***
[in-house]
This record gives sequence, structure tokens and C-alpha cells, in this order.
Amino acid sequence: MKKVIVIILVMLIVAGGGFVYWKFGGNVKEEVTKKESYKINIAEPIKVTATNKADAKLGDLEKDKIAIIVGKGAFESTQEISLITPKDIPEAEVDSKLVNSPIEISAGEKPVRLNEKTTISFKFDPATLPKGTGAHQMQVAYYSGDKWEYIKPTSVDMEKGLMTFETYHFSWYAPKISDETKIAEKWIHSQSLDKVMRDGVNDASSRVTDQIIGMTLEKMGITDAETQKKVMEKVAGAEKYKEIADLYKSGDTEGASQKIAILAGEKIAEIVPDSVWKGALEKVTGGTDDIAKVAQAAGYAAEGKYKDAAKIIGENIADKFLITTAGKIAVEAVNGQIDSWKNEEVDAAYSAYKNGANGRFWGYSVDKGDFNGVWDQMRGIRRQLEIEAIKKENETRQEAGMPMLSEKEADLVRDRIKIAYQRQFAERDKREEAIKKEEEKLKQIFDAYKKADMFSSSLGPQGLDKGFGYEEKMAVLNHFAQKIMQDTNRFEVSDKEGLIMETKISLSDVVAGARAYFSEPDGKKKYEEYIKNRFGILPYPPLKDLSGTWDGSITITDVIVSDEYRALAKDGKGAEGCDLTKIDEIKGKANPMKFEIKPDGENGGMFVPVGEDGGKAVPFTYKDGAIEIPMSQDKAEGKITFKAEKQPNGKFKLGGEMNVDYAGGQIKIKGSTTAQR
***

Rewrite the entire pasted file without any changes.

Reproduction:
[in-house]
This record gives sequence, structure tokens and C-alpha cells, in this order.
Amino acid sequence: MKKVIVIILVMLIVAGGGFVYWKFGGNVKEEVTKKESYKINIAEPIKVTATNKADAKLGDLEKDKIAIIVGKGAFESTQEISLITPKDIPEAEVDSKLVNSPIEISAGEKPVRLNEKTTISFKFDPATLPKGTGAHQMQVAYYSGDKWEYIKPTSVDMEKGLMTFETYHFSWYAPKISDETKIAEKWIHSQSLDKVMRDGVNDASSRVTDQIIGMTLEKMGITDAETQKKVMEKVAGAEKYKEIADLYKSGDTEGASQKIAILAGEKIAEIVPDSVWKGALEKVTGGTDDIAKVAQAAGYAAEGKYKDAAKIIGENIADKFLITTAGKIAVEAVNGQIDSWKNEEVDAAYSAYKNGANGRFWGYSVDKGDFNGVWDQMRGIRRQLEIEAIKKENETRQEAGMPMLSEKEADLVRDRIKIAYQRQFAERDKREEAIKKEEEKLKQIFDAYKKADMFSSSLGPQGLDKGFGYEEKMAVLNHFAQKIMQDTNRFEVSDKEGLIMETKISLSDVVAGARAYFSEPDGKKKYEEYIKNRFGILPYPPLKDLSGTWDGSITITDVIVSDEYRALAKDGKGAEGCDLTKIDEIKGKANPMKFEIKPDGENGGMFVPVGEDGGKAVPFTYKDGAIEIPMSQDKAEGKITFKAEKQPNGKFKLGGEMNVDYAGGQIKIKGSTTAQR